Climate change: Boris Johnson 'risks humiliation' over coal mine

A leading climate scientist warns Boris Johnson that digging for coal undermines efforts on climate change.

Feb. 4, 2021 4 minSource

The leading climate scientist James Hansen has warned Boris Johnson that he risks "humiliation" over plans for a new coal mine in Cumbria.

The government has allowed the mine at Whitehaven to go ahead, by deciding not to over-rule a local council decision.

Dr Hansen, once Nasa's leading global warming researcher, has spoken about the climate threat for three decades

In a letter to the PM, he urges him to halt production, reminding him the UK is to host a climate summit this year.

In his letter, Dr Hansen - whose testimony before the US Senate helped raise wider awareness of global warming back in 1988 - writes: "In leading the [climate conference], you have a chance to change the course of our climate trajectory, earning the UK and yourself historic accolades.

"Or you can stick with business-almost-as-usual and be vilified around the world.

"It would be easy to achieve this latter ignominy and humiliation - just continue with the plan to open a new coal mine in Cumbria in contemptuous disregard of the future of young people and nature.

"The contrary path is not so easy, but, with your leadership, it is realistic."

The BBC has approached Downing Street for a response to Dr Hansen's remarks.

The climate meeting to which Mr Hansen refers is COP26, which will take place in Glasgow this November. Keeping the global temperature rise to below 1.5C is considered crucial for avoiding the worst effects of global warming.

Last week, US climate envoy John Kerry told the BBC that Glasgow will be the "last best chance" the world has for tackling the climate crisis.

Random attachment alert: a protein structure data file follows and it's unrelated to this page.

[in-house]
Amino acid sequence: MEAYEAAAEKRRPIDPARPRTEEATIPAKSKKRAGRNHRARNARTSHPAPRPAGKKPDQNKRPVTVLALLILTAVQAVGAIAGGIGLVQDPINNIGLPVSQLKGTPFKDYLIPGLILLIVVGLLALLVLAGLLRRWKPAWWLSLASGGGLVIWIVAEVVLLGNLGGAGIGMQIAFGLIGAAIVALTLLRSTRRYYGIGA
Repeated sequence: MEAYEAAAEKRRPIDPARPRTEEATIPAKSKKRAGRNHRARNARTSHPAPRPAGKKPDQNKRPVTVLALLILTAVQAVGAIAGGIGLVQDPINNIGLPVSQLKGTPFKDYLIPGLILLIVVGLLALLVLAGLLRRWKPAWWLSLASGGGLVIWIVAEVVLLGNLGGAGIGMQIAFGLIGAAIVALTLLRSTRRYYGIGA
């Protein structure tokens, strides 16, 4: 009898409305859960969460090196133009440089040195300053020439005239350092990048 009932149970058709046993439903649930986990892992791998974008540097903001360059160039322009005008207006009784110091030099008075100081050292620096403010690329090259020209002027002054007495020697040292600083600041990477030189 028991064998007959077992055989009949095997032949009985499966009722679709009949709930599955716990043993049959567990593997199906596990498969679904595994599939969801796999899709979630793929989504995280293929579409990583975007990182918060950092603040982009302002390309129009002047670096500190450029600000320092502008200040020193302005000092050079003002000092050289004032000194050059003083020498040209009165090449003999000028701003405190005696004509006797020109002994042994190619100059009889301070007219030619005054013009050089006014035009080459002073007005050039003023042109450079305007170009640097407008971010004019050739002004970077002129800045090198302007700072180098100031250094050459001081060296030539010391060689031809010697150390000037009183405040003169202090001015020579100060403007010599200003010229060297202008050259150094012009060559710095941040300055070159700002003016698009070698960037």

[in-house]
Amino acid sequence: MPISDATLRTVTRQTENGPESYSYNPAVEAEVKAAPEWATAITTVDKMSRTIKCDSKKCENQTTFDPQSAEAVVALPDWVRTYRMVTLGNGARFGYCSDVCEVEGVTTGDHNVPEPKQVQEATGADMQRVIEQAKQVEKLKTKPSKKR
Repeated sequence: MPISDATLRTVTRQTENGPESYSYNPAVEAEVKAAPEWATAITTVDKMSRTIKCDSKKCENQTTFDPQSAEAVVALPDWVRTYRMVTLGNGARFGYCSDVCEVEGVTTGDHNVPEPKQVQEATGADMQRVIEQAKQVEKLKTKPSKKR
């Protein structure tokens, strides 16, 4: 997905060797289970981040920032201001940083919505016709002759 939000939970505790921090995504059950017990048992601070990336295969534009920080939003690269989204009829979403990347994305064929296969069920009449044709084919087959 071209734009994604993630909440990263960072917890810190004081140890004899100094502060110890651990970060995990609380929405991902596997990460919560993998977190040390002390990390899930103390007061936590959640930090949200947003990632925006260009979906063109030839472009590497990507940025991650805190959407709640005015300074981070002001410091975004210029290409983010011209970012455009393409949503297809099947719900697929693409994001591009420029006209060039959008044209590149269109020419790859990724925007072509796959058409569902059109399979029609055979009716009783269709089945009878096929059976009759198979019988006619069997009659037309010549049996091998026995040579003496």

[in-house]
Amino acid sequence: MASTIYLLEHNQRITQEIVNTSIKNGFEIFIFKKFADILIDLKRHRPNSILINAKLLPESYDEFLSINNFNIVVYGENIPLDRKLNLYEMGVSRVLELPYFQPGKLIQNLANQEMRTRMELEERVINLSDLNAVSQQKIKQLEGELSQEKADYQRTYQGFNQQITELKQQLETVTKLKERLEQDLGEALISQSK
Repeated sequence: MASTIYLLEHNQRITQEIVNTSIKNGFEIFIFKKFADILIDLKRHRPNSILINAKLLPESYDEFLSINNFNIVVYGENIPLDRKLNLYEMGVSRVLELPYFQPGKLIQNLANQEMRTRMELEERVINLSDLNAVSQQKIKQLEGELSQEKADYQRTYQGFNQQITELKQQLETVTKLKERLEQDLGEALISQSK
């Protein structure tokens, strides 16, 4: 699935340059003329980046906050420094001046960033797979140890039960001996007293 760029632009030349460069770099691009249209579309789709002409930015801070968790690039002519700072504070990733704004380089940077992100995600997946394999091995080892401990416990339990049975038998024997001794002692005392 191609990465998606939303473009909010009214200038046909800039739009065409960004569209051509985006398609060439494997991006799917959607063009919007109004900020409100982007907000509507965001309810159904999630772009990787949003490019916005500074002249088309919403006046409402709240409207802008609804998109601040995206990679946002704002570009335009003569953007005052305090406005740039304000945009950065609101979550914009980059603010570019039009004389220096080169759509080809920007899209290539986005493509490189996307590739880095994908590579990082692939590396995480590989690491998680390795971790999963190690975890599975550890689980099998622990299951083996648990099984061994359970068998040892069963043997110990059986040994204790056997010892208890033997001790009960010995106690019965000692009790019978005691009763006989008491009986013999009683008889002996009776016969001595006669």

Dr Hansen's letter may prove uncomfortable for Mr Johnson, as it has been copied to Mr Kerry.

The letter continues: "Prime Minister Johnson, young people are fed up – and for good reason. They demand that political leaders follow the science and take the actions needed to preserve and restore a healthy climate.

"If this [conference] is like the prior ones – with soothing words and worthless ambitions – they will be justifiably outraged."

The new coal mine was agreed by Cumbria County Council.

The government said approval was a matter for the council, defending the decision by the Communities Secretary Robert Jenrick not to exercise his powers to overrule the local authority.

The mine will produce coking coal - a grade that is used in steel-making. Although 85% of it is destined for export to Europe, government sources hinted that a need for continuing domestic steel production was another reason for not opposing the mine.

Dr Hansen does acknowledge the UK's previous climate leadership and its success in reducing emissions.

"Your progress reflects well on your parliamentary democracy," he says. "My wife and I were fortunate to witness the efforts of UK citizens and political leaders during the past two decades as that progress was achieved.

"It is our fervent hope that the UK will continue to provide leadership and affect the entire planet."

The letter amplifies criticism at the weekend from the government's advisory body on global warming, the Climate Change Committee (CCC).

It says the Cumbrian mine will increase global emissions and compromise the UK's legally binding carbon budgets.

The CCC said: "The decision to award planning permission [for the mine] to 2049 will commit the UK to emissions from coking coal." The body said coking coal will have to stop by 2035 if the country is to meet its climate change targets.

In response to the CCC's letter, a government statement said the decision to allow the coal mine would not be reversed.

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